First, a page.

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working or applying to master?

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Heroine

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Which one is a good idea (gaining advantage) to do if not accepted to dental school and be a reapplicant for next year? Working in NIH, oral and cranial department or doing master degree?
 

Nasem

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how about both :)
Go either fulltime school part time work or
partime school and fulltime work.
 
B

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I would be wary about doing both. the whole point of doing a masters is to get a really good gpa at the end of the program. But if you feel you can handle a part time job in addition to getting straight A's in your masters then go for it. Ultimately its upto you considering your stats. If you are lacking in gpa though, i would suggest doing the masters which would be a better option. good luck
 

t man

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i'm probably going to do both, work full-time and take a couple of grad courses courses because the reason i haven't been accepted isn't really academics. if you're stats are weak, you might want to listen to BBD's advice.
 

ChronarchB

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This is my opinion if it were me; Both if you can but if it were only one, I rather go to school and do well than to work anywhere (unless you need to for financial reasons). Here's how I look at it, if you didn't get in its mainly because of your grades/Dat scores rather than experience in the work field. Grades will always impress the admission committee even at the graduate or post bacc level (if they are good grades of course) but working with a big name such as NIH isn't going to be the one extra deciding factor whether you get in or not. So what is the only difference between you as an applicant this year and next year? Working at NIH? That generally wont be enough to get you over the hump especially if you do not have stellar stats or just decent ones. The admission committe isn't dumb you can say you work at NIH cranial/oral blah blah blah but they all know with just a BS degree you're just a peon working probably at the bottom of the food chain in that department. Although it looks good its not like your going to lead a research or anything. Just my thought.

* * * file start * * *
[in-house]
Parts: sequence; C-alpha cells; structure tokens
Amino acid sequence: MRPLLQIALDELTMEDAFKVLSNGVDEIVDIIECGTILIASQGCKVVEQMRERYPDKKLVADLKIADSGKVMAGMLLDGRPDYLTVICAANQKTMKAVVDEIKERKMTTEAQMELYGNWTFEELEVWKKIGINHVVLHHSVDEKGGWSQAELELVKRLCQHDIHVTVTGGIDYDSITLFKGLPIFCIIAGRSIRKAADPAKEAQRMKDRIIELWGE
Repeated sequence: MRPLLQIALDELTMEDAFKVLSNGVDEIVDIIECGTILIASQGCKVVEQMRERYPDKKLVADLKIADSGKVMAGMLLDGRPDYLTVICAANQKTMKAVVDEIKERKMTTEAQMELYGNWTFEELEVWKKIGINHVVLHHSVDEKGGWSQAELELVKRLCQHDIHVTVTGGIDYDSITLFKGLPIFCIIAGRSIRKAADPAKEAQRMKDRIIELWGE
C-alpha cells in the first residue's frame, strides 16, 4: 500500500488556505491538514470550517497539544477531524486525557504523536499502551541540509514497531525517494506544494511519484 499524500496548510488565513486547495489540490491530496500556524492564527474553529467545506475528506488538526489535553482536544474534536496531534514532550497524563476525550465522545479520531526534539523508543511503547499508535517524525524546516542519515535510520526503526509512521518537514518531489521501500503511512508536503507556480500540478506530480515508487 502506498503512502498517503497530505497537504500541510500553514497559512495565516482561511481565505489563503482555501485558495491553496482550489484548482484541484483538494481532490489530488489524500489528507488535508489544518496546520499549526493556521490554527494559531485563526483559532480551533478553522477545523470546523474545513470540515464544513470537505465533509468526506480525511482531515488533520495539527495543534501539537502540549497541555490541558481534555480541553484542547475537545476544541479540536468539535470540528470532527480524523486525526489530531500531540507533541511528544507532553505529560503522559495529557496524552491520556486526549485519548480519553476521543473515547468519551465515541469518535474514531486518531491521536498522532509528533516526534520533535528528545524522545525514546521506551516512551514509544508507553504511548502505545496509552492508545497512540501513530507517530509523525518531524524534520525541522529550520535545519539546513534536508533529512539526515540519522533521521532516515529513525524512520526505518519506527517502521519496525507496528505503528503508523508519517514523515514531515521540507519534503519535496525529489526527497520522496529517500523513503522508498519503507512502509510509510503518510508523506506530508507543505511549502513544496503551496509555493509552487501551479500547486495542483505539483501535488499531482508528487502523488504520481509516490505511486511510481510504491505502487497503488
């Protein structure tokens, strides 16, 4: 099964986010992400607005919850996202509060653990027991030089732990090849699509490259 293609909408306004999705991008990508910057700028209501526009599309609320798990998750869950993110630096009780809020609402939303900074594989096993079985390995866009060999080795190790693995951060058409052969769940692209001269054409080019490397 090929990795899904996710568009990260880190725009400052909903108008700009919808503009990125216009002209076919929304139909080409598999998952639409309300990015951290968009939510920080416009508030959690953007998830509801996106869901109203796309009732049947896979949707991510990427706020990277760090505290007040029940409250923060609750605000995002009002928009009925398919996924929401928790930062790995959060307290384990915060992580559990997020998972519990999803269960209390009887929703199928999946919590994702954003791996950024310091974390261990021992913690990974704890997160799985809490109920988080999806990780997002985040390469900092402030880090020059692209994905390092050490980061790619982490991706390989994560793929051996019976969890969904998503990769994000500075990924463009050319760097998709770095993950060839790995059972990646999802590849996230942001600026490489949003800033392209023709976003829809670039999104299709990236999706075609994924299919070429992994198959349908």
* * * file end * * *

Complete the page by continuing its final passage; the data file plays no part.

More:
drpduck

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I did a MS that was coursework based part-time and worked doing research part-time, I was full time busy to get good grades.

I would recommend against full-time work with grad school. Some people in my MS program worked fulltime and took 2 classes a semester, and they really worked their butts off and were extremely tired all the time! Not that its bad to work that hard and save $$$ and prove you can manage your time, but realize that if you are getting and MS to improve you chances of admission, that grades in the classes are you #1 priority, so I wouldn't work more then part-time rather then risk my grades from being so worn out all the time.
 

purduephigam

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I'll try and keep it simple, but my recommendation would be to pull out all the stops and word towards a master's degree, whether it be thesis or non-thesis. Taking individual courses may help a little, but at least in an MS program you'll have more direction, and dental schools will take note of this. I'd also like to add that while making money is very tempting (trust me I'm low on funds myself being I'm a "professional student"), you need to ask yourself which will be the better investment in terms of your goal of dental school. PM me if you want more graduate school info. Good luck!
 

Heroine

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Thanks guys. Which are courses that dental schools would look at?
 

purduephigam

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Thanks guys. Which are courses that dental schools would look at?

500 level biochem, toxicology, virology, immunology, genetics, molecular and cell bio's. Those are all biggies.
 

lemoncurry

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my advisor told me that if you start a masters program and don't finish it (i.e. get a degree), it often gets looked rather disfavorably upon by adcoms. For my part, if I don't get accepted, i'll be looking into finding a 1 year MS program or possibly MPH. Not sure. lots of options if my two remaining schools both say no.
 
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